The purpose of the relatively small HIE grants was to fund the creation of state and regional exchanges to empower patients and their providers with instant access to their complete, consolidated patient record from multiple locations. HIE proponents yearned for frictionless portability of records (interoperability) to eliminate duplicative test and procedures; facilitate marketplace competition; and provide a powerful tool for tracking diseases and conducting research.

Unfortunately, the HIE grants expired five years ago in one of the Republican-controlled Congress’ moves to constrict spending during the Obama years. The Washington state system, like the 70 others that still exist across the country, applies user fees paid by participating hospitals and physician practices to fund operation. Most regional HIEs failed to elicit widespread support from healthcare providers and EHR vendors in their regions, and thus never reached their full potential.

On the other hand, Washington state and a few other states and regions did manage to win local backing. All hospitals in Washington, with the exception of two rural facilities that are just now getting on board, belong to the system, as do all the major physician practices. Their daily data uploads go directly to the public health officials managing the state’s pandemic response.

“In some states where the HIE failed, the departments of health have to do all the work themselves,” Karras said. “All my colleagues working in public health across the country are doing the best they can with the resources they have available.”

Budget-cutting isn’t the only reason the HIE dream withered. Healthcare providers and the EHR vendors have a financial stake in blocking information sharing. They worked behind the scenes to prevent implementation.

Why would they do that? Because no hospital or physician practice wants to see their patients visit a different provider to get lower-priced services, something that would be much easier if patients have ready access to their medical records.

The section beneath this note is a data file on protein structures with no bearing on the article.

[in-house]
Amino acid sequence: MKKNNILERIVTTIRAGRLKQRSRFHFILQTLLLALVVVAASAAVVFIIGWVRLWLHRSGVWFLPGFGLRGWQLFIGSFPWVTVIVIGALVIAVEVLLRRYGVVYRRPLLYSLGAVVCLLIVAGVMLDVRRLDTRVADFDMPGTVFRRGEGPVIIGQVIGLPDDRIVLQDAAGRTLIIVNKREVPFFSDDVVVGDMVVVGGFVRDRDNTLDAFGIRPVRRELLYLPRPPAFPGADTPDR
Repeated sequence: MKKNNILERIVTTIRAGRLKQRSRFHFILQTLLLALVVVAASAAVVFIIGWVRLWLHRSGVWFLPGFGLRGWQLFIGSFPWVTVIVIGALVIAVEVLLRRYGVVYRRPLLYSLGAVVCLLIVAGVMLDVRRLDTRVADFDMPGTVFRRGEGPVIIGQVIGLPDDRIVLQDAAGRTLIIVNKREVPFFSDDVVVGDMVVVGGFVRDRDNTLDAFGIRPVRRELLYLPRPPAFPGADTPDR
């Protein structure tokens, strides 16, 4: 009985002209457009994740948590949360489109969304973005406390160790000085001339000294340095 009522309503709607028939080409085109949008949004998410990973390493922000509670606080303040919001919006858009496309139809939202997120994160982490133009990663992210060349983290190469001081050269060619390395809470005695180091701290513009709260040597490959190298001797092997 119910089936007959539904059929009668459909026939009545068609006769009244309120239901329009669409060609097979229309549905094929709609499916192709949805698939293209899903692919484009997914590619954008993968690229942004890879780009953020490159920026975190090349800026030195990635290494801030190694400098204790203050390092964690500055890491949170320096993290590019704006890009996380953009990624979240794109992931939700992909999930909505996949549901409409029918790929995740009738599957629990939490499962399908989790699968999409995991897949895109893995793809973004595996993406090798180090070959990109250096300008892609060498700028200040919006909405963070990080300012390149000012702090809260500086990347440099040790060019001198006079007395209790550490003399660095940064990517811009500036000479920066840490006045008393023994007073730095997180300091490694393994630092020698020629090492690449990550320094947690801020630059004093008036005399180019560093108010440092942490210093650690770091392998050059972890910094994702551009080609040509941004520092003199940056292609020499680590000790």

None of the EHR vendors want their software to use a common standard for information sharing. That would turn their products into commodities, force the EHR companies to compete on price and service quality and open the door to more competition.

Too often these private interests trumped the public good. Even in the midst of this national emergency, the proprietary forces are playing “deflect and delay” to postpone information sharing. Responding to provider pleas, on April 21, 2020, the Centers for Medicare and Medicaid Services told hospitals they needn’t worry about enforcement of the new interoperability rules adopted just six weeks earlier when the pandemic was still gathering speed. “In a pandemic of this magnitude, flexibility is paramount,” said HHS Secretary Alex Azar. “Our action today will provide hospitals an additional six months to implement the new requirements.”

Health IT experts said they should be moving in the opposite direction. It’s already a non-issue in regions with strong HIEs. San Diego’s Health Connect, which, like Washington state’s HIE launched in 2010 with federal grants, used widespread buy-in by local health care providers to build a strong, fee-based exchange that covers the two southernmost counties in California.

All public, private and military hospitals in the San Diego region (with the exception of two community hospitals owned by Prime Healthcare) funnel data through the system. The region’s large physician practices and 15 of the 18 federally qualified health centers also belong. Most mental health, substance abuse and post-acute care providers are not part of the system.